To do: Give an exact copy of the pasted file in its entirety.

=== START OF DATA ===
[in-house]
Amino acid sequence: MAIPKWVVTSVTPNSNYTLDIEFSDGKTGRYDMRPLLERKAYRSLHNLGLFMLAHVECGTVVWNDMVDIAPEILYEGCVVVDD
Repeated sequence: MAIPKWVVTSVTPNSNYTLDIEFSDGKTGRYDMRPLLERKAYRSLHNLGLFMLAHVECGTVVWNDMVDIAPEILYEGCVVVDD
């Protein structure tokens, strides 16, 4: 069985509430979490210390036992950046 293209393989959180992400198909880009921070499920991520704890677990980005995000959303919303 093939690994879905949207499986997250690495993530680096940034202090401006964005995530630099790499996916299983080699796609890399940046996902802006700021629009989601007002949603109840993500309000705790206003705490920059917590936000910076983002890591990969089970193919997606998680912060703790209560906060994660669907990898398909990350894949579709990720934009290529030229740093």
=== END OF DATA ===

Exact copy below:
[in-house]
Amino acid sequence: MAIPKWVVTSVTPNSNYTLDIEFSDGKTGRYDMRPLLERKAYRSLHNLGLFMLAHVECGTVVWNDMVDIAPEILYEGCVVVDD
Repeated sequence: MAIPKWVVTSVTPNSNYTLDIEFSDGKTGRYDMRPLLERKAYRSLHNLGLFMLAHVECGTVVWNDMVDIAPEILYEGCVVVDD
């Protein structure tokens, strides 16, 4: 069985509430979490210390036992950046 293209393989959180992400198909880009921070499920991520704890677990980005995000959303919303 093939690994879905949207499986997250690495993530680096940034202090401006964005995530630099790499996916299983080699796609890399940046996902802006700021629009989601007002949603109840993500309000705790206003705490920059917590936000910076983002890591990969089970193919997606998680912060703790209560906060994660669907990898398909990350894949579709990720934009290529030229740093």